World No. 1 Inbee Park birdied the first playoff hole to defeat fellow South Korean Ryu So-yeon and win the LPGA Northwest Arkansas Championship for her fifth triumph of the season.
Park, who has captured the first two women’s major titles this year, took the US$300,000 top prize from the US$2 million event and a confidence boost from winning the 54-hole tuneup for this week’s third major, the US Women’s Open.
Park won major titles at the Kraft Nabisco Championship in April and the LPGA Championship earlier this month, defeating Britain’s Catriona Matthew on the third playoff hole to collect her second major of the year.
“It’s never getting easier,” Park said. “I’ve had playoffs the last couple weeks. It was really tough.”
Park’s other LPGA titles came in Thailand and the North Texas Shootout. In all she has won five of 14 LPGA Tour events so far this year.
If the 24-year-old from Seoul, who won the 2008 US Women’s Open, wins this week she will match Babe Zaharias from 1950 by taking the first three majors in a season.
While there were only three majors when Zaharias did it, Park would also need wins at the Women’s British Open, where she was second last year, and the Evian Championship, France, where she defends her title, to complete an LPGA Grand Slam.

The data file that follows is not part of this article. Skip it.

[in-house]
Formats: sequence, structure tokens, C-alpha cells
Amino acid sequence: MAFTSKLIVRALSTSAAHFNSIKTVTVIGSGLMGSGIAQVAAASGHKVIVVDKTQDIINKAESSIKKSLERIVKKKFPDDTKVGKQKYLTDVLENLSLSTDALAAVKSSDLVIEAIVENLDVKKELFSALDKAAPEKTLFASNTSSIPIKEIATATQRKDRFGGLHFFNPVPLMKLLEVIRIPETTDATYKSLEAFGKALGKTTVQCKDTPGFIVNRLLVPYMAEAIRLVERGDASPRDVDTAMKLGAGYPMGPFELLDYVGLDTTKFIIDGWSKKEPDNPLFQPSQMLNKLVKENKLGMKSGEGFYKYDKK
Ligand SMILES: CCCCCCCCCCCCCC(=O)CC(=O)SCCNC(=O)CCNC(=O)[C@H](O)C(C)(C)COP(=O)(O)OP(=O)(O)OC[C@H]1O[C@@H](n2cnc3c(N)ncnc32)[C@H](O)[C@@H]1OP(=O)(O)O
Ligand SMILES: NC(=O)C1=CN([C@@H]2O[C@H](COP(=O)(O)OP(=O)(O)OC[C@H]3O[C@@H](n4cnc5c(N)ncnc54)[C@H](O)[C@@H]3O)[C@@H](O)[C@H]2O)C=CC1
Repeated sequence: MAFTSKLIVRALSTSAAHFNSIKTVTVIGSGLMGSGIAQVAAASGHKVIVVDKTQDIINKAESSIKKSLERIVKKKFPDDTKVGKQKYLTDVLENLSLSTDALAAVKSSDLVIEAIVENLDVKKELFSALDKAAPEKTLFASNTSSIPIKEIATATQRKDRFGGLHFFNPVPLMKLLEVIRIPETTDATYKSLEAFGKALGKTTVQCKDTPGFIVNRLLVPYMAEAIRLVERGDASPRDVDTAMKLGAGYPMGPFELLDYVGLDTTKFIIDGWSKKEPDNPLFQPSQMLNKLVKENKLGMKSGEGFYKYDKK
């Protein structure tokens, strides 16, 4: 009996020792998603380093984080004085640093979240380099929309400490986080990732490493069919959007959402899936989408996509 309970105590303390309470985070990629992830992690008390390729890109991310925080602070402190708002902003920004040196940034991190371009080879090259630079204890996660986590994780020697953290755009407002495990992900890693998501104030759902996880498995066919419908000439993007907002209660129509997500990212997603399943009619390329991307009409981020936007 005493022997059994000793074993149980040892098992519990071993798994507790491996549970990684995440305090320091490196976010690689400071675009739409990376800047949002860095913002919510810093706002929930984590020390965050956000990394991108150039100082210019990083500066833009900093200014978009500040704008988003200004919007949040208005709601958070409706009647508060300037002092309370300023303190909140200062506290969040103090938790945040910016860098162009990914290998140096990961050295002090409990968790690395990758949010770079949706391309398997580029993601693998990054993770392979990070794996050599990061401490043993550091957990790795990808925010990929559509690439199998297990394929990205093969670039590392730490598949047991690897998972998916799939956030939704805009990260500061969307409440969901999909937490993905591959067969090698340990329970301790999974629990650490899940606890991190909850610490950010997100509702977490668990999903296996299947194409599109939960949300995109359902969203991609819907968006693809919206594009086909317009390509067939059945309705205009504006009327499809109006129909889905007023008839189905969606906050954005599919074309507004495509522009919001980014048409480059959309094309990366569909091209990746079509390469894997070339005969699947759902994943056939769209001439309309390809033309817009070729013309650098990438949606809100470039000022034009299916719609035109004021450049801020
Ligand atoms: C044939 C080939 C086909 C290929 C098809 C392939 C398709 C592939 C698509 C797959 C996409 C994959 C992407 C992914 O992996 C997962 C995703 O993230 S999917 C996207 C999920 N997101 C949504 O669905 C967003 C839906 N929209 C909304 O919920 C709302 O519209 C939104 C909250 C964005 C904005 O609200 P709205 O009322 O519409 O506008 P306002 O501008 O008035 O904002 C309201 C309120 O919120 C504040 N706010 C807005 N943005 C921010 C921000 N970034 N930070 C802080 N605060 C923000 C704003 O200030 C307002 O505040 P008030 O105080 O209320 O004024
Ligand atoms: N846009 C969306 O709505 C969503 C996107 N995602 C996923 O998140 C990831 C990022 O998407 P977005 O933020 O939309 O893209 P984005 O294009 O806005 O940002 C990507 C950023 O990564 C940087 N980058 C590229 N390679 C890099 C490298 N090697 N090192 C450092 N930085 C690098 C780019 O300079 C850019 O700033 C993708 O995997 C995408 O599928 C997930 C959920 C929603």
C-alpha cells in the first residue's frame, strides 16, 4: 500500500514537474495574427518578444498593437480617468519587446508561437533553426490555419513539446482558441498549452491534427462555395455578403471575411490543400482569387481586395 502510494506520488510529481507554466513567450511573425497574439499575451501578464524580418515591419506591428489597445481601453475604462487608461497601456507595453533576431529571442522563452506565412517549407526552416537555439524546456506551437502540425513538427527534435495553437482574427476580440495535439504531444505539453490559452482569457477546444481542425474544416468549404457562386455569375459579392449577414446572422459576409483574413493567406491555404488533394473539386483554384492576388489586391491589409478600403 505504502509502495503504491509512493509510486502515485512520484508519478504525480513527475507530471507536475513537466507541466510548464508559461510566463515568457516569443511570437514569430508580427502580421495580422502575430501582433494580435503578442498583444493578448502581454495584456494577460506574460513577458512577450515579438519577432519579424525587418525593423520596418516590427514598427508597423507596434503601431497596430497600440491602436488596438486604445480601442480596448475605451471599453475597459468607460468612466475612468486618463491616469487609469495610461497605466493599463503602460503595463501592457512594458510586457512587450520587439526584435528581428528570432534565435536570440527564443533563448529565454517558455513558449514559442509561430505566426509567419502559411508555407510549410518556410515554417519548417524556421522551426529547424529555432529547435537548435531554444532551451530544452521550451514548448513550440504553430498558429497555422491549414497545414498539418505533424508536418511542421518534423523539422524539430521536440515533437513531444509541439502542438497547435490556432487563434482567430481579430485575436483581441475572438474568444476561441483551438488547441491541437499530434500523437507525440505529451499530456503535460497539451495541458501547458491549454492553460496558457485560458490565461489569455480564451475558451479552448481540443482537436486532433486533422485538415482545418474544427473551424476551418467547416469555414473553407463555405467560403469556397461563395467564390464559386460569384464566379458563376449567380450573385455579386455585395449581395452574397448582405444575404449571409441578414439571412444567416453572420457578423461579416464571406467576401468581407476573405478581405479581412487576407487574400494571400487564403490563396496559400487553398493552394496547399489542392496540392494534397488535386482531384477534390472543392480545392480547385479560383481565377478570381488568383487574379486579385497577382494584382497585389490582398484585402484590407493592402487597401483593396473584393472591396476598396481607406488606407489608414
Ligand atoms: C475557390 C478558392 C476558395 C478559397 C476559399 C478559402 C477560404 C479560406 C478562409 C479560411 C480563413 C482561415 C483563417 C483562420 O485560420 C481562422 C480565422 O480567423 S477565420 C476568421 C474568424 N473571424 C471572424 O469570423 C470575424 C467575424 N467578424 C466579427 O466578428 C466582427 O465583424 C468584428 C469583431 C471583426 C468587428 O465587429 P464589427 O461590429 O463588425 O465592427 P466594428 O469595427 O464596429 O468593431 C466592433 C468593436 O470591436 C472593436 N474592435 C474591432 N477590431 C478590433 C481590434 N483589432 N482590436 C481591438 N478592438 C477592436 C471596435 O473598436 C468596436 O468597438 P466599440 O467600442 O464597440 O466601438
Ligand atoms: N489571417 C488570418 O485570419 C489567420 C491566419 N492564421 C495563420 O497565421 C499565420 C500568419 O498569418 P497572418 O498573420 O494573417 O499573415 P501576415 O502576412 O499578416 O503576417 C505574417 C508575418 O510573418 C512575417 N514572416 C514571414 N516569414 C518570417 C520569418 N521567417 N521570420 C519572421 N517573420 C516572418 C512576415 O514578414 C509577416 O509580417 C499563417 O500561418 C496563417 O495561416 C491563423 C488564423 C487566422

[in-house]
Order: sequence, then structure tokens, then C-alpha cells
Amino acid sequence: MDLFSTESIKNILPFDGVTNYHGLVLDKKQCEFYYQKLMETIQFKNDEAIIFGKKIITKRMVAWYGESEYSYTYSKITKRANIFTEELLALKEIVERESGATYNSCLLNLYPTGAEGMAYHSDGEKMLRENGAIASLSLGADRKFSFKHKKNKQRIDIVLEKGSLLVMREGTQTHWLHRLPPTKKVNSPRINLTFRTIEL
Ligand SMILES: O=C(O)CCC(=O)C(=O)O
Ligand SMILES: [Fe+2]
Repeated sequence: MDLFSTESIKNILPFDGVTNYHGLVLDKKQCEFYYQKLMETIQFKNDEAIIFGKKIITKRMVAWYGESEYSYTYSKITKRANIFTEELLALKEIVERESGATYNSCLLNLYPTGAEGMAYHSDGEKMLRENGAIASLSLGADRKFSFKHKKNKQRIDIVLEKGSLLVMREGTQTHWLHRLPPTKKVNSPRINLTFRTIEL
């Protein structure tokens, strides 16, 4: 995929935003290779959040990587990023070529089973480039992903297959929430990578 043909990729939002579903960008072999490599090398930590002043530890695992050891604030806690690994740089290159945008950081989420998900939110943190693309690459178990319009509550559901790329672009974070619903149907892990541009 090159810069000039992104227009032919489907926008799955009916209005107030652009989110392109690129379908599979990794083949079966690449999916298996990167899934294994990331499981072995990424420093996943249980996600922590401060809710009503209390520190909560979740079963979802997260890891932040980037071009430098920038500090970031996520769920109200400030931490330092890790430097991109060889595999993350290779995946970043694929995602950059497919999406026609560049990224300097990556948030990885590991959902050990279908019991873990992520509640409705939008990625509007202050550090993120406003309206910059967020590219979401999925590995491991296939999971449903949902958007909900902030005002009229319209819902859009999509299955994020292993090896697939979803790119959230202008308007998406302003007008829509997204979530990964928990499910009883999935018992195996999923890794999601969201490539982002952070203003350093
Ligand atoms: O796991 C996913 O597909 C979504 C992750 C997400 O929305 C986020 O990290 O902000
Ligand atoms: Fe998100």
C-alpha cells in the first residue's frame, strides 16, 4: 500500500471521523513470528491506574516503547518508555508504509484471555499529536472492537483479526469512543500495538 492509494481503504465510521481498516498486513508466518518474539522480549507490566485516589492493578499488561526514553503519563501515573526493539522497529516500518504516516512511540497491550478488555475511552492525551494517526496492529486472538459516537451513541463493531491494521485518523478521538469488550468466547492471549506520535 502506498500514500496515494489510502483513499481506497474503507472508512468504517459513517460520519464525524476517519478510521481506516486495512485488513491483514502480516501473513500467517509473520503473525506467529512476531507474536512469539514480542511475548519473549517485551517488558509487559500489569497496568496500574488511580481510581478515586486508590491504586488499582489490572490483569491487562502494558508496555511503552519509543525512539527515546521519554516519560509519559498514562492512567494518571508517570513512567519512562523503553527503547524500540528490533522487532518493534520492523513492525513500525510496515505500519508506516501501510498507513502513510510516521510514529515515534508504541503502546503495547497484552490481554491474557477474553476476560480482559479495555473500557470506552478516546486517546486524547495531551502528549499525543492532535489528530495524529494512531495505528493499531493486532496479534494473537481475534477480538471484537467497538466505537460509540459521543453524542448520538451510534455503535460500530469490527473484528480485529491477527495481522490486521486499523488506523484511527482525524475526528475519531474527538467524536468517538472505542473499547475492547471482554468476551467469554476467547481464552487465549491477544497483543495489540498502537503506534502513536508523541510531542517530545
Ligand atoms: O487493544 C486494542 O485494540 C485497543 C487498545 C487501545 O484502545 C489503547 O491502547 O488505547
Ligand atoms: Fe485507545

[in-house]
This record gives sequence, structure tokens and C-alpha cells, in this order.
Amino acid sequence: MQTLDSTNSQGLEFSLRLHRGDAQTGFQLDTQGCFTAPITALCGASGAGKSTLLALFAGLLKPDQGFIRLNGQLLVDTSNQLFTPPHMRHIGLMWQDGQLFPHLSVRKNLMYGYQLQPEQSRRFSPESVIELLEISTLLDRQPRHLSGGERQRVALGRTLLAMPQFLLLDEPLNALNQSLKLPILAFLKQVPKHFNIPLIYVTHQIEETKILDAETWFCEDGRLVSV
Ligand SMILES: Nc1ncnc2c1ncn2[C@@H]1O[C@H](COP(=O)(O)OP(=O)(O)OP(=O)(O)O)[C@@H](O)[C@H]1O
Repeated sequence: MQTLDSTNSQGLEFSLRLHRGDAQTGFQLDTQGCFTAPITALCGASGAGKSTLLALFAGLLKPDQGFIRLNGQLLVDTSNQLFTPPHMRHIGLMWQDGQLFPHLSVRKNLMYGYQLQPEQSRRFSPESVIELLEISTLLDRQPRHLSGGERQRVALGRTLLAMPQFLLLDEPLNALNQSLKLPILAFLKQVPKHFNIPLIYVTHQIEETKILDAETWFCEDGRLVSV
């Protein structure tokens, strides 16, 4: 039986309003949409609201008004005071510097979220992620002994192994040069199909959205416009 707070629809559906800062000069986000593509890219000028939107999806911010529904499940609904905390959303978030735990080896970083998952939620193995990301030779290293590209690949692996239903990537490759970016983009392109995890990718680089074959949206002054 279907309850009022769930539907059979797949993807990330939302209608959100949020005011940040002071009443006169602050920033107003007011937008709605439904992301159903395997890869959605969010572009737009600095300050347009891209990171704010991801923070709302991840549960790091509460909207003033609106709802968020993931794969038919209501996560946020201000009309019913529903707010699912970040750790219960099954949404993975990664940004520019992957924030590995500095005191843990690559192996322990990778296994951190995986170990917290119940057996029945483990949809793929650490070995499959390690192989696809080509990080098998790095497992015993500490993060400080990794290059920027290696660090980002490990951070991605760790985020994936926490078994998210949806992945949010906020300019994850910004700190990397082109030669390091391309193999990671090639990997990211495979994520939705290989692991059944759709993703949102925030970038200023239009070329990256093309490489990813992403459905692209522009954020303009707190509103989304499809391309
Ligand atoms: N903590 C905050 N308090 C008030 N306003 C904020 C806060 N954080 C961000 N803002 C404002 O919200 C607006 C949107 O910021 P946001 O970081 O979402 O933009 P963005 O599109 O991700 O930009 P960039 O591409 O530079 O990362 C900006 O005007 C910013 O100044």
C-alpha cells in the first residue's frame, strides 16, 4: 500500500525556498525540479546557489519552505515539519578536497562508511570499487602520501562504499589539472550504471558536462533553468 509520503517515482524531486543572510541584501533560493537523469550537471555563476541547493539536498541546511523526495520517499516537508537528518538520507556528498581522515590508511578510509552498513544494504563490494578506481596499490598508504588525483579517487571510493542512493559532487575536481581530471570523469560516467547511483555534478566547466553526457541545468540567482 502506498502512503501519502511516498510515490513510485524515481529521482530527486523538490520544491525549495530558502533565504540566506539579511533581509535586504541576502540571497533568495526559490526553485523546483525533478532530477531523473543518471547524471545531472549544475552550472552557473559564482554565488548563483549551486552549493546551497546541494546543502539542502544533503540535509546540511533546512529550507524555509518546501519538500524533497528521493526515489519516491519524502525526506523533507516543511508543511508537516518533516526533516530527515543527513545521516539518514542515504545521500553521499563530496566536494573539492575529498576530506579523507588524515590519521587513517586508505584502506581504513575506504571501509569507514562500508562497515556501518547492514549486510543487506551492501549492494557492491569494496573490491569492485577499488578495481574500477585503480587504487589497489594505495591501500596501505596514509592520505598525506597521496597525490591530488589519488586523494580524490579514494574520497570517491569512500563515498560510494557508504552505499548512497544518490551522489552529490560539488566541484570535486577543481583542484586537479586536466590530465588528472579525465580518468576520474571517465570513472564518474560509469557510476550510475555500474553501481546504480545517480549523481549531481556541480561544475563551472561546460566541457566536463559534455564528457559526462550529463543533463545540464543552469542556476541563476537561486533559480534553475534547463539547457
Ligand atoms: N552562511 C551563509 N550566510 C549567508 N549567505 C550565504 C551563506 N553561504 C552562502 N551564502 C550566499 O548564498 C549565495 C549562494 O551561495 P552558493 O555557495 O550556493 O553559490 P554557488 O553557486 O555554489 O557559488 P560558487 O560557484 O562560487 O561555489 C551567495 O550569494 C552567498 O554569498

“Everything has been going really well. I’ve been hitting the ball really good and putting amazing. Everything in my game is really coming together,” Park said.
Park and Ryu, the 2011 US Women’s Open champion who sank a 10-foot birdie putt at the 18th to force the playoff, each finished the 54 holes of regulation play on 12-under 201 and went back to the 18th tee to begin the playoff.
Park found the fairway and her second shot was just short of the green, while Ryu found the left rough and elected to lay up on her second shot.
Ryu put her third over the green, while Park dropped her approach four feet from the cup. Ryu’s fourth shot rolled a foot past the left edge of the cup, but Park made her birdie putt for the victory.
“It was tough playing with a really good friend in the playoff. It just felt weird,” Park said. “I am human. My emotions did not show, but I was really nervous.”
In the third round, Park birdied the par-three sixth, par-five seventh and par-four eighth, before taking her lone bogey at the par-four 11th, and bouncing back with birdies at the par-five 14th and 18th holes to complete a round of four-under 67.
“I was maybe thinking it would take six or seven-under today,” Park said. “There were a lot of leaders at 10-under. I left a lot of putts out there, but overall I am pretty happy about the way I played.”
Ryu birdied the par-five second and seventh holes, took a double-bogey at the par-four 13th, but matched Park for the lead by making birdies at the par-three 17th and the 18th, sinking a dramatic 10-foot birdie putt to force the playoff.
Japan’s Mika Miyazato was third on 202, with New Zealand amateur Lydia Ko, the reigning US Amateur champion, South Korea’s I.K. Kim and Stacy Lewis of the US sharing fourth on 203.
Norway’s Suzann Pettersen, Paula Creamer of the US, Japan’s Chie Arimura and Spain’s Beatriz Recari were on 204.
Taiwan’s Candie Kung shot a two-over 73 to finish on 212, while Yani Tseng’s poor form continued as she finished a further two shots back after a final-round 77.
Japan’s Ayako Uehara made a hole-in-one at the par-three 17th, holing her hybrid tee shot on the fly.
Additional reporting by staff writer